In early May 2013 I decided to try using the University of Iowa’s Rigel telescope at the Winer Observatory, southeast of Tucson, Arizona (http://www.winer.org/) to image M27. This telescope can be used by anyone over the Internet on the Sierra Stars Observatory Network (http://www.sierrastars.com), and I’ve been experimenting with it for the past few weeks.

To take an image of Messier 27 I first programmed the telescope to take a single shot of the nebula for 150 seconds, to get a feeling for exposures, which the telescope captured early on the morning of 7 May 2013. M27 is quite a bright object, and many people have fun finding it with a small telescope. It has a magnitude of 7.5, meaning that it’s just below the limit of objects you can expect to see on a dark sky with your eyes, but it’s well within the expected range of objects to see with a modest amateur telescope or binoculars.  It’s in the Vulpecula constellation (“the little fox”) just south of Cygnus, the swan. The 150 second exposure wasn’t overexposed for the nebula, and in fact looked a bit faint, so I decided to take a series of 300 second images. I set the telescope to take two 300 second exposures with no filter, and two more 300 second exposures with each of the red, green, and blue filters on the system. The images were captured early on the morning of Thursday 9 May 2013. Here’s the result, after combining the “black and white” frames first (“Luminance”) and then preparing the colour information (“RGB”), using free software called Fitswork4:

M27 imaged with Rigel

Messier 27, the Dumbbell Nebular, imaged with the 37 cm Rigel telescope owned by the University of Iowa, located in Arizona (the “Iowa Robotic Telescope Facility” or IRTF). The image was prepared from a series of monochrome pictures taken through colour filters (the “LRGB” process). combined with Fitswork4 and adjusted a bit with Adobe Photoshop Elements.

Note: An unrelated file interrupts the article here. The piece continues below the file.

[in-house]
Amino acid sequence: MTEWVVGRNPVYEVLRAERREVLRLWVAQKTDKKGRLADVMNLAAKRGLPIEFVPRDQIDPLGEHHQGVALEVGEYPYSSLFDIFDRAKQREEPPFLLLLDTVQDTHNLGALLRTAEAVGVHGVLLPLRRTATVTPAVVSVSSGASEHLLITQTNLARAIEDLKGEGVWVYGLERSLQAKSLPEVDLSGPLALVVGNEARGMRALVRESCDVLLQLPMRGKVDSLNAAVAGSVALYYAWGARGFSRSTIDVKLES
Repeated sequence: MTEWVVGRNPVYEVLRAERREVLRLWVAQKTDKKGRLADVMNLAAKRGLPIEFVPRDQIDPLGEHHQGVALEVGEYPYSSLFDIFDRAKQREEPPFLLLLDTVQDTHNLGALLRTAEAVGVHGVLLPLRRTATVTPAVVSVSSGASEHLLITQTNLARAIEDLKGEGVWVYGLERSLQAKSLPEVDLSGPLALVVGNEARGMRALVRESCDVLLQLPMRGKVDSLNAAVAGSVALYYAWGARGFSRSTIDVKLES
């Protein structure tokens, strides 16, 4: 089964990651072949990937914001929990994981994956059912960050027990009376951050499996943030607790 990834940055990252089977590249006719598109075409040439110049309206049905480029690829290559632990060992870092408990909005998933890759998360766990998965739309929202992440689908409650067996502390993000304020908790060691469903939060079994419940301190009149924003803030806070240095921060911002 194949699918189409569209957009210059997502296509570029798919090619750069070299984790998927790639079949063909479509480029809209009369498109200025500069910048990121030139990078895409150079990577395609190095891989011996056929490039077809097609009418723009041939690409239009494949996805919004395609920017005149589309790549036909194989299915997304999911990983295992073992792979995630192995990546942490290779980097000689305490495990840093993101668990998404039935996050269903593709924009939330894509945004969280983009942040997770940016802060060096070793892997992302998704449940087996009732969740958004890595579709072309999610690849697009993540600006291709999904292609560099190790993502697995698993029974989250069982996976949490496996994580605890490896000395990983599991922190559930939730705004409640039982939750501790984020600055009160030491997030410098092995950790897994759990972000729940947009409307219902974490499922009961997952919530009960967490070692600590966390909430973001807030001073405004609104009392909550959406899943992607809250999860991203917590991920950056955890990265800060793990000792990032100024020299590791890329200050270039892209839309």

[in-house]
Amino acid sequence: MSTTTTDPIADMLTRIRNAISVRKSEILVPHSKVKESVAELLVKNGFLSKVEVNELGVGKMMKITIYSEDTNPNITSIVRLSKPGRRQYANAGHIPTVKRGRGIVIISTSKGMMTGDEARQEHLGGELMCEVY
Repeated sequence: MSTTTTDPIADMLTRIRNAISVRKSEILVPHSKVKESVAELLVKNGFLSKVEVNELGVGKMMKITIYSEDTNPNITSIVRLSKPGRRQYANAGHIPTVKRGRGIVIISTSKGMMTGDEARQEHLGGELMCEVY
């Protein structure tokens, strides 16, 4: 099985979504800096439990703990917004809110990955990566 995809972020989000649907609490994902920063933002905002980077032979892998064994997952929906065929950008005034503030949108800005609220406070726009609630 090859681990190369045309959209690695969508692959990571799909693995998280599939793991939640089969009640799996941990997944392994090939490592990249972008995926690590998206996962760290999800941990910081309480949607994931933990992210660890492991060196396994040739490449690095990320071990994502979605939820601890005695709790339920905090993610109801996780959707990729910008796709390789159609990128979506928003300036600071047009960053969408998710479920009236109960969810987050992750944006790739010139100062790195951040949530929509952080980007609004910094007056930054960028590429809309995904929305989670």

The Dumbbell Nebula sits about 1,360 light years away from earth, and is about one light-year across. It’s also notable because of the star that remains at its centre: it’s the largest-known white dwarf star.

This first try at M27 is encouraging, but I wasn’t able to get good registration, or alignment, of the red, green, and blue frames. As a result the colours I was able to produce in the combined image are a bit off. If I can improve the registration process the image should be a bit better. I need to do some more work on my “workflow” to process image files once I have them.

For more information on M27, check out Wikipedia: http://en.wikipedia.org/wiki/Messier_27

Copyright © 2013 David Allan Galbraith

A Quick Look At 1 Ceres

Is it a giant asteroid? Is it a dwarf planet? Is there a difference?

1 Ceres has been classified as both. Ceres is the largest object in the Asteroid Belt between Mars and Jupiter – something like 900 km across. We will get our first really good look at it in about 2 years when NASA’s Dawn spacecraft arrives in its orbit. It was in fact the first “asteroid” discovered, in 1801. It ranges from magnitude 7 to 9, so is almost never visible to the unaided eye, but it’s also pretty easy to find with most telescopes.

I thought I’d take a look using the University of Iowa’s Rigel telescope in Arizona, using the web-based Sierra Stars Observatory Network. Here’s a shot of 1 Ceres captured during the night of 1 May 2013. Ceres is the bright “star” in the middle of the frame. It’s so bright (around magnitude 8) that it’s actually quite overexposed on this cropped image. The image here was made by stacking three 150 second exposures.

2_112103_3 ceres cr1 800px

The dwarf planet 1 Ceres photographed early on the morning of 1 May 2013 using the University of Iowa Rigel Telescope in Arizona. Ceres is the brightest object in this image, in the centre of the frame. It’s so bright compared to the many background stars that it’s actually over-exposed here. A composite of three stacked 150 second exposures without filters taken with the 31 cm robotic telescope, over the Sierra Stars Observatory Network.

The particulars from the FITS file of the first of three images taken by Rigel:
DATE-OBS= '2013-05-01T03:25:00.311' / UTC, start of exposure
LST     = '10:39:31'           / Local sidereal time at exposure start
POSANGLE= '  70:48:39'         / Position angle, degrees, +W
LATITUDE= ' 31:39:56'          / Site Latitude, degrees +N
LONGITUD= '-110:36:05'         / Site Longitude, degrees +E
ELEVATIO= ' 38:22:26'          / Degrees above horizon
AZIMUTH = '283:31:10'          / Degrees E of N
OBJRA   = '  6:39:18.3'        / Target center J2000 RA
OBJDEC  = ' 28:48:59.6'        / Target center J2000 Dec

 

Copyright © 2013 David Allan Galbraith